Cypriot lawmakers passed a consolidated bill on whistleblowing protections on Thursday after years of delays and EU pressure, with the new law aimed to shield employees from retaliation after speaking up against corruption.
House representatives in the Republic of Cyprus passed a bill on Thursday 49 to 1, approving legislation said to consolidate the EU’s Whistleblowing Directive with a government-sponsored bill and offer further protections to whistleblowers at the national level.
MP Irini Charalambides, who introduced legislation for protection of whistle blowers back in 2016, said she was happy after parliament approved the bill.
“From now on whistleblowers in Cyprus are not required to choose to talk to police or the attorney general, but they could talk to others including the House,” Charalambides said.
Back in November ahead of a deadline set by the EU, Charalambides led a team of legislators to the Justice Ministry, urgently asking to review texts line-by-line and compare whistleblowing protections in an EU directive against proposed legislation to ensure compatibility.
'From now on whistleblowers in Cyprus are not required to choose to talk to police or the attorney general, but they could talk to others including the House'
She told state radio on Friday morning that the previous version of the government bill proposal did not go far enough, suggesting the language in the original text in some cases even muddled the terms whistleblowers and witnesses.
But on Friday Charalambides went on to thank Justice Minister Stefi Drakou for managing to consolidate the European directive with national legislation. Reports said Drakou had consolidated two bill proposals based on EU directives with the Charalambides bill and another amendment co-authored by the MP and the legal committee.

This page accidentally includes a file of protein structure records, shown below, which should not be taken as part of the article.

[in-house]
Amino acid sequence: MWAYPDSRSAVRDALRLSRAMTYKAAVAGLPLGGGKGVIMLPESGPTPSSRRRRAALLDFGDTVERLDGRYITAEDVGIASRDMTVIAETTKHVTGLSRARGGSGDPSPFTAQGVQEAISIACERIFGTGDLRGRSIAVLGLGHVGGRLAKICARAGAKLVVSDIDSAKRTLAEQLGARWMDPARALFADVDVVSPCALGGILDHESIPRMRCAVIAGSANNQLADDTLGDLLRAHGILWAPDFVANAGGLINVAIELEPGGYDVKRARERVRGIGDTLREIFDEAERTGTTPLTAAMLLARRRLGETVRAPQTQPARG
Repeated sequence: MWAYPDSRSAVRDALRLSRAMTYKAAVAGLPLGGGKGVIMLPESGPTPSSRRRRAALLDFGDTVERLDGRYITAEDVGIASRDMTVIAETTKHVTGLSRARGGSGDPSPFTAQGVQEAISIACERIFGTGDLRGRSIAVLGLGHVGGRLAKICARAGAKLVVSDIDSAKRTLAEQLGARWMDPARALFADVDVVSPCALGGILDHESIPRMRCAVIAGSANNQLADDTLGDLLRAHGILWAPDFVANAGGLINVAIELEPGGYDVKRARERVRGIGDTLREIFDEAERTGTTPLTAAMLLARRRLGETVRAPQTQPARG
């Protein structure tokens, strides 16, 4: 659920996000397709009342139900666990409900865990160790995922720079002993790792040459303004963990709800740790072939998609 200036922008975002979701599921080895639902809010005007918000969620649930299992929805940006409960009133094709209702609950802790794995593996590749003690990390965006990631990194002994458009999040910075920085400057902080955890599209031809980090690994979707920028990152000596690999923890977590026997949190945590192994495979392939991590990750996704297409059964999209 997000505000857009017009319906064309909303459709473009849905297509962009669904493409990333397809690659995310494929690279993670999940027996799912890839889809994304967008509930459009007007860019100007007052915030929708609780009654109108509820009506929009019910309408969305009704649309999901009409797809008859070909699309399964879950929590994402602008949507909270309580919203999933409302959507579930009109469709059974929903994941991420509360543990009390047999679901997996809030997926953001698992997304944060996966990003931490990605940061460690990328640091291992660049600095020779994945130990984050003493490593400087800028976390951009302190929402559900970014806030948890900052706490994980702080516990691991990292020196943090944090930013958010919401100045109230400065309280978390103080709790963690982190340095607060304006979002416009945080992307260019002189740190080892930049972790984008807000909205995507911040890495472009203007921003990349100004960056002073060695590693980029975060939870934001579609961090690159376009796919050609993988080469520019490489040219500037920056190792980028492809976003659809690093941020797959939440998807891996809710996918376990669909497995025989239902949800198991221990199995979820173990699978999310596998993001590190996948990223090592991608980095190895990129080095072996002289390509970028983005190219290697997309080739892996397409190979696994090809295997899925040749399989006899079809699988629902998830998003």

“Cyprus is a small place and people had a valid reason to be afraid of blowing the whistle,” the MP said, while calling on NGO groups, government agencies, and parliament to mount campaigns to inform the public about their whistleblower protections.
Justice Minister Stefi Drakou also spoke on state radio Friday morning, acknowledging previous delays but also saying there was a lot of work recently behind the scenes to implement the EU’s Whistleblowing Directive and offer further protections to whistleblowers at the national level.
“This is a great start, a big step forward in combating corruption,” Drakou said, while also thanking House legal committee chairman Nicos Tornaritis for rushing the bill and Charalambides for her leadership role in the effort.
Cyprus has been among EU member states that made little or no progress on the issue.
An EU directive had called on member states to put in place “minimum standards” in an effort for the entire bloc to establish uniform protections for whistleblowers or “reporting persons” who report or publicly disclose information on breaches acquired in the context of their own work-related activities.